Shrub to 0.3 m tall, cespitose; stems erect, the branches quadrangular, subalate, glandular, with sparse hairs when young; hairs colourless to whitish, weak and appressed. Leaves increasing in size from proximal to distal nodes, ascending at c. 30° from the stem, the basal nodes with cataphyllar or much reduced leaves, leaf blade sessile or subsessile, elliptic to barely obovate, 4 – 7.4 × 1.1 – 4.8 cm, leaf ratio 1.6 – 4.6 times as long as wide, tannish brown in dried material, cartaceous at maturity, with dense, minute translucid glands when young; apex acute to subacuminate, fine-tipped and mucronate; base acute to obtuse; midvein sulcate above and prominent below; secondary veins 7 – 12 pairs, visible on both faces, strongly impressed adaxially, prominent abaxially, brochidodromous, forming a clear, crenate marginal vein, the first pair of laterals sometimes weak and disappearing into the margin, marginal vein 1.5 – 2.5 mm from the margin; upper surface with sparse hairs, the glands imperceptible to impressed in old leaves, lower surface with sparse hairs, when young the glands tan, barely prominulous, becoming flush with the leaf surface and darkening in old leaves; petioles 0 – 1 mm with scattered hairs. Peduncles axillary at basal nodes; quadrangular. Flowers 1 – 3 (dichasium), pedicels 4 × 1 mm, quadrangular; bracteoles narrow-oblong, narrow-elliptic or falcate, blunt, c. 3.5 – 5 × 1 – 2 mm, persistent in old flowers and sometimes until fruiting; floral buds pyriform; hypanthium 3 – 4 mm; calyx lobes 5, deltoid, c. 1 mm × 1.5 long in bud, tearing to 3.5 mm, apiculate, closely hugging the petal globe, pubescent outside and densely sericeous inside, membranaceous; petal globe apparent, flushed red in bud, petals white, 6.5 – 8 mm long, not ciliate, densely glandular; staminal disk weakly 5-crenate, torn at anthesis, the petal scars c. 1 – 1.5 mm wide, the stamens c. 318 in 6 – 8 irregular whorls; stamens 4 – 7.5 mm long, anthers oblong, c. 0.5 – 1 mm long, apparently eglandular; style c. 7.5 – 10 mm, glabrous, glandular; ovary 3-locular; ovules 31 – 34 per locule, 2-seriate; stigma slightly expanded, funnel-shaped. Fruits (immature) wide-ellipsoid, to c. 2 × 1 cm, glabrous and crowned by the flaring, persistent hypanthial remnants and calyx lobes; seeds not seen. Figs 1 M – Q, 2.
Fig. 2

Psidium ratterianum.A habit; B floral buds showing bracteoles; C old flower; D leaf undersurface and alate branches; E young fruit showing persistent bracteoles. A – C from Proença et al. 3068; D – E from Proença & Martins 3016. Photos by C. Proença.

Distribution. South America: Brazil, Distrito Federal.

Specimens Examined. Brazil. Distrito Federal: Fazenda Água Limpa, 22 Jan. 1980, H. L. Cesar 37 (UB); ibid., month? 1980, H. L. Cesar 361 (UB); ibid., 11 Dec. 1979, J. H. Kirkbride Jr. 4990 (UB); Parque Nacional de Brasília, 15°43′52′′S, 47°55′35′′W, 14 Dec. 2003, C. R. Martins 180 (UB); ibid., 3 March 2004, C. Proença & C. R. Martins 3016 (UB); Parque Olhos d’Água, 7 Dec. 2005, C. Proença, M. B. S. Campos & P. I. T. Silva 3068 (UB); Reserva Ecológica do IBGE, 15°46'41"S, 47°53′07′′W, 16 Jan. 2001, M. A. Silva 4781 (IBGE, K).

Habitat.Psidium ratterianum is apparently a narrow endemic of the Distrito Federal; 1000 – 1200 m. It has been collected in campo sujo, and cerrado sensu stricto, i.e. grassy fields with sparse or dense scattered low trees and shrubs. Four flowering collections mentioned on the label that the area had recently burned, so this species may flower when triggered by burning. Flowering collection Proença et al. 3068 was observed by one of us (C.E.B.P.) being visited, apparently with stigmatic contact, by a large black Bombus (Apidae) bee minutes prior to collection.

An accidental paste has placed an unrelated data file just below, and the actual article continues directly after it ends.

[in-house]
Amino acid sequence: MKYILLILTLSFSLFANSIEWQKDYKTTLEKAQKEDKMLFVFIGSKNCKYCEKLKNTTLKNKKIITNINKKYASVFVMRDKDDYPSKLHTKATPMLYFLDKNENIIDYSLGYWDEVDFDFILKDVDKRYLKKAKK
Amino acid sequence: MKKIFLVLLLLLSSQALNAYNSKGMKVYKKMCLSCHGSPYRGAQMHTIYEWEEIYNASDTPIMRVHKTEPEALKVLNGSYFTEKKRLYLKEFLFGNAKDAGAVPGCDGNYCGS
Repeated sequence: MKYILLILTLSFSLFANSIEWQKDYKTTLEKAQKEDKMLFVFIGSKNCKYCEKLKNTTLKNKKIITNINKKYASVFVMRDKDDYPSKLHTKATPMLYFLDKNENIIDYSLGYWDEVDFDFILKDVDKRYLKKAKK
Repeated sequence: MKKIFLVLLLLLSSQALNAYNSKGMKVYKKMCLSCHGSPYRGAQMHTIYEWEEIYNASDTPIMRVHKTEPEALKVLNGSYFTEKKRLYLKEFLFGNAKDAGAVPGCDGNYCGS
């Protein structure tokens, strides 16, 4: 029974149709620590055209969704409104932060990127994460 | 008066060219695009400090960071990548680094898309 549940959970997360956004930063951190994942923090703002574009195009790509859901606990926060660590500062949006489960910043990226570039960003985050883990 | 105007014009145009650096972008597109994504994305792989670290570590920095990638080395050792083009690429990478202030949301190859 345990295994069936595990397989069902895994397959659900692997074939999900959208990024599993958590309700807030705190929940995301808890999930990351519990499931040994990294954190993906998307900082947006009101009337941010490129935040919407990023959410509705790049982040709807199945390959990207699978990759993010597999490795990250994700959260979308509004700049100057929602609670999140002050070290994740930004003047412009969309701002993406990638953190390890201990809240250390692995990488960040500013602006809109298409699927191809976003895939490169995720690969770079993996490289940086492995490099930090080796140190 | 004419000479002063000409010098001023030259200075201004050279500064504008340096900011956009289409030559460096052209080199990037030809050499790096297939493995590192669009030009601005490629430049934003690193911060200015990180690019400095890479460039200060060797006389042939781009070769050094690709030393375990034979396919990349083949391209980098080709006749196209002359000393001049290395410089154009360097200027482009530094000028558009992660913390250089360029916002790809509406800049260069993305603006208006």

Conservation Status.Psidium ratterianum is apparently restricted to the Distrito Federal. There are four known populations within a radius of less than 5,000 km2, three of which are within reserves; of these, one was recently apparently eliminated by clearing and another is under threat by the invasive African grass Melinis minutiflora P. Beauv. (Martins et al.2004). This would qualify it in the IUCN (2001) category of Endangered EN B1, B2b(iii), that is, with a distribution <5,000 km2 in an area which has suffered continuous reduction in size and quality of habitat.

Phenology. Flowering specimens were collected in December or January and fruiting specimens in January and March.

Etymology. This name is a reference to James Alexander Ratter (Royal Botanic Garden, Edinburgh) for his pioneering studies of the flora of the Fazenda Água Limpa, the Universidade de Brasília Field Station, where this species was first collected.

Notes.Psidium ratterianum is possibly a new member of the recently revised Psidium grandifolium complex. This was treated by Landrum (2005) as having 3 species: Psidium australe Cambess. (with three varieties), P. grandifolium Mart. and P. missionum D. Legrand. Our species appears to be closest to P. australe var. australe, and would key out to that species due to similar flowers and near glabrous, obovate leaves. It is immediately distinguishable from other species of the complex by the strongly bullate, ascending leaves, persistent bracteoles, expanded, funnel-shaped stigma and smaller fruits.

A detailed study on the leaf anatomy of Psidium ratterianum showed to our surprise that it is amphistomatic. Amphistomatic leaves had not yet been recorded in the genus Psidium, or in any Neotropical members of the family Myrtaceae — tribe Myrteae (see Gomes et al.2009 for a recent review of the leaf anatomy of 28 species in ten genera of tribe Myrteae and references therein), although they do occur in Leptospermum J. R. Forst. & G. Forst. (Johnson 1980) of tribe Leptospermeae sensu Wilson et al. (2005). The characterisation of Psidium as a genus with hypostomatic leaves is based upon studies of P. cattleyanum Sabine (Arruda & Fontenelle 1994; Boeger & Wisniewski 2003), P. guajava L. (Souza 1971), P. guineense Sw. [as P. multiflorum Cambess.] (Backes 1971), P. ovale Spreng. [as P. hatschbachii D. Legrand] (Contin 1972) and P. rufum var. widgrenianum (O. Berg) Proença as P. widgrenianum O. Berg (Donato & Morretes 2005), as well as on two unpublished studies of P. basanthum O. Berg and P. australe Cambess. var. australe by two authors of this paper (S. M. F. C.; P. I. T. S.). Detailed results on the anatomy of this species will be presented elsewhere.


The authors thank Taciana B. Cavalcanti (CEN) for bringing the type specimen of Campomanesia cavalcantina to our attention, Eduardo Chaves for the collections from Alto Paraíso de Goiás and Maria Aparecida da Silva (IBGE) for kindly photographing her collection of the IBGE specimen of Psidium ratterianum at our request. We furthermore thank Claudenir S. Caires and Rosemary Wise for the illustrations. The Andrew T. Mellon Foundation (through KLARF — Kew Latin America Research Fellowships) is also thanked for funding a grant to visit the Royal Botanic Gardens, Kew.

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© The Board of Trustees of the Royal Botanic Gardens, Kew 2010